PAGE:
If the buyers shall fail to join in such arbitrations or to appoint an arbitrator within three days after being required to do so, the arbitration may, at the option of sellers, proceed ex parte.
10. Now, there is nothing in this part of the clause about the sellers appointing an arbitrator. The sellers have the election, but how they shall make the election is not provided for by this clause. I do not consider that for the purpose of such election the sellers have to appoint their arbitrator, and in my judgment a statement such as they made, following the words of the clause, that they did so elect is sufficient.
11. That being so, what then is the position when the election has been made and what follows?
12. Section 9 of the Arbitration Act says what shall be done where a submission provides that the reference shall be to two arbitrators, and Sub-section (b) provides for a case of this kind. It says:
If, on such a reference, one party fails to appoint an arbitrator,... for seven clear days after the other party, having appointed his arbitrator has served the party making default with a written notice to make the appointment, the party who has appointed an arbitrator may appoint that arbitrator to act as sole arbitrator....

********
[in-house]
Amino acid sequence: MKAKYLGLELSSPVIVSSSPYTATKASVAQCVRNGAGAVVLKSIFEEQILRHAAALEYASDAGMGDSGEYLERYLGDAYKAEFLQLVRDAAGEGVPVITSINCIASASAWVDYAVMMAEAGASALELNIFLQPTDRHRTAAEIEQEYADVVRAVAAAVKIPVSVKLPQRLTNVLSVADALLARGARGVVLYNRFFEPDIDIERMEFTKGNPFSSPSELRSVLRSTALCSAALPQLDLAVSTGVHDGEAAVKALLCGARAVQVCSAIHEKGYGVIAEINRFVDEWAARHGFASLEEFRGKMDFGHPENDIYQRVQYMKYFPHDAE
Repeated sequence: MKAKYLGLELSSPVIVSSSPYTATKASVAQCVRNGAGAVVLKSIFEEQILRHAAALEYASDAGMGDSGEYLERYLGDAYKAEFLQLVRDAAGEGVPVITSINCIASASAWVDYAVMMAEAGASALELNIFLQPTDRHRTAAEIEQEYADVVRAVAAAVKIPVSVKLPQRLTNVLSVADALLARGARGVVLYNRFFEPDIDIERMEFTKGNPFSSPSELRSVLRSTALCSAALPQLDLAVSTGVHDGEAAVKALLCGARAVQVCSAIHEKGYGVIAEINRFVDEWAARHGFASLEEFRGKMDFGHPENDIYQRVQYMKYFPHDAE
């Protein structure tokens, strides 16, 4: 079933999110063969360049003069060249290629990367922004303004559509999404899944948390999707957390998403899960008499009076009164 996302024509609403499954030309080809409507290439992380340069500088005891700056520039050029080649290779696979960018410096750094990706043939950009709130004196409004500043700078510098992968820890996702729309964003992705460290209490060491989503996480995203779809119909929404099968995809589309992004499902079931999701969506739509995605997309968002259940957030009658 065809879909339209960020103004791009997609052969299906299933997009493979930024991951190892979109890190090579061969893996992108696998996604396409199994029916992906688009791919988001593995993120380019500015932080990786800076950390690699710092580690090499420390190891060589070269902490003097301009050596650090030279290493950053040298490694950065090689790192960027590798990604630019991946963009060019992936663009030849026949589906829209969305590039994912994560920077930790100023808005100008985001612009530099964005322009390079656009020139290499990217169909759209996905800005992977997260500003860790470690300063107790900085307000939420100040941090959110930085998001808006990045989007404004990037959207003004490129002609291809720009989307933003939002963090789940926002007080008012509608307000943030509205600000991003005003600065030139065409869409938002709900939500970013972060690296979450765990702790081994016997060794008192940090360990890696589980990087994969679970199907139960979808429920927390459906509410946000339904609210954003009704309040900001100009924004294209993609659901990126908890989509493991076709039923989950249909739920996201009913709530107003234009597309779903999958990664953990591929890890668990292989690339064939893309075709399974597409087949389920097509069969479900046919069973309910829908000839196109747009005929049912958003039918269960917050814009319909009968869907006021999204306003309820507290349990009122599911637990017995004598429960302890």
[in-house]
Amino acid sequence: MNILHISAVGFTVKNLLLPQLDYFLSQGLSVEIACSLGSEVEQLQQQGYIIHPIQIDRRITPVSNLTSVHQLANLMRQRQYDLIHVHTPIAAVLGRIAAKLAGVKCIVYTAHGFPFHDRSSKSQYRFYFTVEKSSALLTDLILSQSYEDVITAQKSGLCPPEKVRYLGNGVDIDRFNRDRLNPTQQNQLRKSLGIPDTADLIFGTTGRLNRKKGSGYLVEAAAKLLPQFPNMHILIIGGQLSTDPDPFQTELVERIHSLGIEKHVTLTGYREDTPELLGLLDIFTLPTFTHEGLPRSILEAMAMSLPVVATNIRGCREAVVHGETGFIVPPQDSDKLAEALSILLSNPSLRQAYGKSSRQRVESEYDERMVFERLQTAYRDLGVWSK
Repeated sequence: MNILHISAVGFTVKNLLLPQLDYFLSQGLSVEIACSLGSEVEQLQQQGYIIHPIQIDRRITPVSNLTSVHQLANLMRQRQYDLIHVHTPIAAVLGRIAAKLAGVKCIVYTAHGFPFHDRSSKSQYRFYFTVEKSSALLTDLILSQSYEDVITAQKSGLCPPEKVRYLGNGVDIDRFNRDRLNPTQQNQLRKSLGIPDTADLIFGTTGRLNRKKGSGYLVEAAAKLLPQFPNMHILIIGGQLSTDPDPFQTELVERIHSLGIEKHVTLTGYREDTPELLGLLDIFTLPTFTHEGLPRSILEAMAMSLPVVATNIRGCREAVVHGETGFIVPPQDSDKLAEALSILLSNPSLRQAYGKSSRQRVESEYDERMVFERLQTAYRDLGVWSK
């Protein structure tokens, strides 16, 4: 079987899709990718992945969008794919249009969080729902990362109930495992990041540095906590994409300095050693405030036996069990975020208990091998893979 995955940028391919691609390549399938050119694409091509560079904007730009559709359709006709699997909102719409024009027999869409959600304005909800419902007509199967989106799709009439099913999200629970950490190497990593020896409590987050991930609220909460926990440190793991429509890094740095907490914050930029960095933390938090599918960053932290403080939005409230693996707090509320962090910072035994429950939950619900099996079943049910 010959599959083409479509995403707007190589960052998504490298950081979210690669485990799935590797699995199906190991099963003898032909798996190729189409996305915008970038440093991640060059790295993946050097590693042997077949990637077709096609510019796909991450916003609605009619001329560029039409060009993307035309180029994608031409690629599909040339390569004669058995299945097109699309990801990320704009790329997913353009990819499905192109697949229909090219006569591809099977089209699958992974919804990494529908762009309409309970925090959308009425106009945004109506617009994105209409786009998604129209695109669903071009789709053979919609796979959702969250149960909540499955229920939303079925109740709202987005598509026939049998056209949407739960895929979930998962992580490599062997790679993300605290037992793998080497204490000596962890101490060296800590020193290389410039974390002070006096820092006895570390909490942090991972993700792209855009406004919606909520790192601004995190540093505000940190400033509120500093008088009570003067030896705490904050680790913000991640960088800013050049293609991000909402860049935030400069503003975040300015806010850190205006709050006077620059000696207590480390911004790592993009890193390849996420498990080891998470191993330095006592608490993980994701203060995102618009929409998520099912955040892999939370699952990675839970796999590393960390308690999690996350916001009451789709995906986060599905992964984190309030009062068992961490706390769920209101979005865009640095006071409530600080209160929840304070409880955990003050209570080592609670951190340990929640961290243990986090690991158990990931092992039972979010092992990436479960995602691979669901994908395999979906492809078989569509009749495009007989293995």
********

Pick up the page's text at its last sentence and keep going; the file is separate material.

13. Excluding the latter part of Clause 18 of the Contract the effect of which I shall consider immediately the position is very clear. When it came to the knowledge of the buyers that the arbitration was to be in the manner stated, the sellers not having already appointed their arbitrator, what the buyers should have done was to have appointed their arbitrator and, as they did, given the sellers seven days' notice to appoint their arbitrator, in default of which the buyers might have proceeded in accordance with the section. If the sellers had not then duly appointed an arbitrator, the buyers might have appointed their arbitrator to act as sole arbitrator.